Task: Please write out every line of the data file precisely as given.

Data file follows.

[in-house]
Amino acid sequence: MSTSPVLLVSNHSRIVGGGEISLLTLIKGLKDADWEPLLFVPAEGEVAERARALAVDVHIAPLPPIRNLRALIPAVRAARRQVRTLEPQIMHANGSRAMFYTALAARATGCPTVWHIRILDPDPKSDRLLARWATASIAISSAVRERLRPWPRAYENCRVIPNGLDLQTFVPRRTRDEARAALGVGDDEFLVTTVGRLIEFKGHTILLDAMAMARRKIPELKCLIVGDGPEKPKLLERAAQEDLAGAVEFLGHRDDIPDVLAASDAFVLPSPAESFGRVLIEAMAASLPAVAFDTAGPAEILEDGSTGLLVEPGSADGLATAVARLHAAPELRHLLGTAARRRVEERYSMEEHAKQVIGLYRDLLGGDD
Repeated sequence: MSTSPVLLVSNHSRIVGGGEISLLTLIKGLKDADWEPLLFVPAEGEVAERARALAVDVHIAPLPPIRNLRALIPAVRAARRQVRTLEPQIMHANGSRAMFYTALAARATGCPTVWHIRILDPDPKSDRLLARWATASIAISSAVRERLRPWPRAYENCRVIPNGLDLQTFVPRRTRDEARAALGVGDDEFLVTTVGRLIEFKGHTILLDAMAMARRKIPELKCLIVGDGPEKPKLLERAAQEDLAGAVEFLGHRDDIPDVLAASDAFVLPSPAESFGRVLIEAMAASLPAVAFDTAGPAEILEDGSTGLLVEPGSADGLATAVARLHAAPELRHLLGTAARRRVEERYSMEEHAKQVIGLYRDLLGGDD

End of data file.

[in-house]
Amino acid sequence: MSTSPVLLVSNHSRIVGGGEISLLTLIKGLKDADWEPLLFVPAEGEVAERARALAVDVHIAPLPPIRNLRALIPAVRAARRQVRTLEPQIMHANGSRAMFYTALAARATGCPTVWHIRILDPDPKSDRLLARWATASIAISSAVRERLRPWPRAYENCRVIPNGLDLQTFVPRRTRDEARAALGVGDDEFLVTTVGRLIEFKGHTILLDAMAMARRKIPELKCLIVGDGPEKPKLLERAAQEDLAGAVEFLGHRDDIPDVLAASDAFVLPSPAESFGRVLIEAMAASLPAVAFDTAGPAEILEDGSTGLLVEPGSADGLATAVARLHAAPELRHLLGTAARRRVEERYSMEEHAKQVIGLYRDLLGGDD
Repeated sequence: MSTSPVLLVSNHSRIVGGGEISLLTLIKGLKDADWEPLLFVPAEGEVAERARALAVDVHIAPLPPIRNLRALIPAVRAARRQVRTLEPQIMHANGSRAMFYTALAARATGCPTVWHIRILDPDPKSDRLLARWATASIAISSAVRERLRPWPRAYENCRVIPNGLDLQTFVPRRTRDEARAALGVGDDEFLVTTVGRLIEFKGHTILLDAMAMARRKIPELKCLIVGDGPEKPKLLERAAQEDLAGAVEFLGHRDDIPDVLAASDAFVLPSPAESFGRVLIEAMAASLPAVAFDTAGPAEILEDGSTGLLVEPGSADGLATAVARLHAAPELRHLLGTAARRRVEERYSMEEHAKQVIGLYRDLLGGDD